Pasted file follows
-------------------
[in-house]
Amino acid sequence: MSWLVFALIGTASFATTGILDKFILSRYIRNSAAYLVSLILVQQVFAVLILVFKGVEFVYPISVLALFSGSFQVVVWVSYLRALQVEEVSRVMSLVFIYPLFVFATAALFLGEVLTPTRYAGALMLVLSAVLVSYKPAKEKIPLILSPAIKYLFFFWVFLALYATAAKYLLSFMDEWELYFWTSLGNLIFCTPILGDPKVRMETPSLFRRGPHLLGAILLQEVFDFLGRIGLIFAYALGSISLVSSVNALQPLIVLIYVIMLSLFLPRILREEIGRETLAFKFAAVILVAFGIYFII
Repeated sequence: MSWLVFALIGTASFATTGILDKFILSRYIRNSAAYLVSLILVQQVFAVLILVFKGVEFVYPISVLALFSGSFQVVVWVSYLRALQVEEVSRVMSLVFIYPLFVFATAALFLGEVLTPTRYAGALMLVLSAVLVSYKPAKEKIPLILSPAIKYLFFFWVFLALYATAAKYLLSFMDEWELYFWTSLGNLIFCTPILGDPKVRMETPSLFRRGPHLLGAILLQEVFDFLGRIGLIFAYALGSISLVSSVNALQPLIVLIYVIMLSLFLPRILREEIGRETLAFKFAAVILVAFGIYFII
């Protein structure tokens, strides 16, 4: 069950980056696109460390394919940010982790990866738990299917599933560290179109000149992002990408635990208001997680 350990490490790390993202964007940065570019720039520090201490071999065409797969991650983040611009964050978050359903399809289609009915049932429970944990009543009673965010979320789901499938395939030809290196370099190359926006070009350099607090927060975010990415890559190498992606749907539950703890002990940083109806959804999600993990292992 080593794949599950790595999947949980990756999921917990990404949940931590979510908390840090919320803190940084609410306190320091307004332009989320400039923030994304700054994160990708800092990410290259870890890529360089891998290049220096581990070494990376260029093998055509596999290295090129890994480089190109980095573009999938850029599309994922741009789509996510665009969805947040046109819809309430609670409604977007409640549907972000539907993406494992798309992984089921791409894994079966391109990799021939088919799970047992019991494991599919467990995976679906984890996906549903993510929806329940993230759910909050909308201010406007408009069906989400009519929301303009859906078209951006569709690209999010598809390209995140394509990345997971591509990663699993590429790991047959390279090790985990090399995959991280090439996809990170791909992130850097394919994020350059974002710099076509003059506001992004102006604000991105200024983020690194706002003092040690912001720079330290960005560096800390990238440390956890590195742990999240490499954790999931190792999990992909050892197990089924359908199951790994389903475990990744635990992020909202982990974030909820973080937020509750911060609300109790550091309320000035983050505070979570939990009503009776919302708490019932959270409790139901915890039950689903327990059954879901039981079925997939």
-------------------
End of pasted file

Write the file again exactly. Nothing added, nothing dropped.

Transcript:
[in-house]
Amino acid sequence: MSWLVFALIGTASFATTGILDKFILSRYIRNSAAYLVSLILVQQVFAVLILVFKGVEFVYPISVLALFSGSFQVVVWVSYLRALQVEEVSRVMSLVFIYPLFVFATAALFLGEVLTPTRYAGALMLVLSAVLVSYKPAKEKIPLILSPAIKYLFFFWVFLALYATAAKYLLSFMDEWELYFWTSLGNLIFCTPILGDPKVRMETPSLFRRGPHLLGAILLQEVFDFLGRIGLIFAYALGSISLVSSVNALQPLIVLIYVIMLSLFLPRILREEIGRETLAFKFAAVILVAFGIYFII
Repeated sequence: MSWLVFALIGTASFATTGILDKFILSRYIRNSAAYLVSLILVQQVFAVLILVFKGVEFVYPISVLALFSGSFQVVVWVSYLRALQVEEVSRVMSLVFIYPLFVFATAALFLGEVLTPTRYAGALMLVLSAVLVSYKPAKEKIPLILSPAIKYLFFFWVFLALYATAAKYLLSFMDEWELYFWTSLGNLIFCTPILGDPKVRMETPSLFRRGPHLLGAILLQEVFDFLGRIGLIFAYALGSISLVSSVNALQPLIVLIYVIMLSLFLPRILREEIGRETLAFKFAAVILVAFGIYFII
């Protein structure tokens, strides 16, 4: 069950980056696109460390394919940010982790990866738990299917599933560290179109000149992002990408635990208001997680 350990490490790390993202964007940065570019720039520090201490071999065409797969991650983040611009964050978050359903399809289609009915049932429970944990009543009673965010979320789901499938395939030809290196370099190359926006070009350099607090927060975010990415890559190498992606749907539950703890002990940083109806959804999600993990292992 080593794949599950790595999947949980990756999921917990990404949940931590979510908390840090919320803190940084609410306190320091307004332009989320400039923030994304700054994160990708800092990410290259870890890529360089891998290049220096581990070494990376260029093998055509596999290295090129890994480089190109980095573009999938850029599309994922741009789509996510665009969805947040046109819809309430609670409604977007409640549907972000539907993406494992798309992984089921791409894994079966391109990799021939088919799970047992019991494991599919467990995976679906984890996906549903993510929806329940993230759910909050909308201010406007408009069906989400009519929301303009859906078209951006569709690209999010598809390209995140394509990345997971591509990663699993590429790991047959390279090790985990090399995959991280090439996809990170791909992130850097394919994020350059974002710099076509003059506001992004102006604000991105200024983020690194706002003092040690912001720079330290960005560096800390990238440390956890590195742990999240490499954790999931190792999990992909050892197990089924359908199951790994389903475990990744635990992020909202982990974030909820973080937020509750911060609300109790550091309320000035983050505070979570939990009503009776919302708490019932959270409790139901915890039950689903327990059954879901039981079925997939």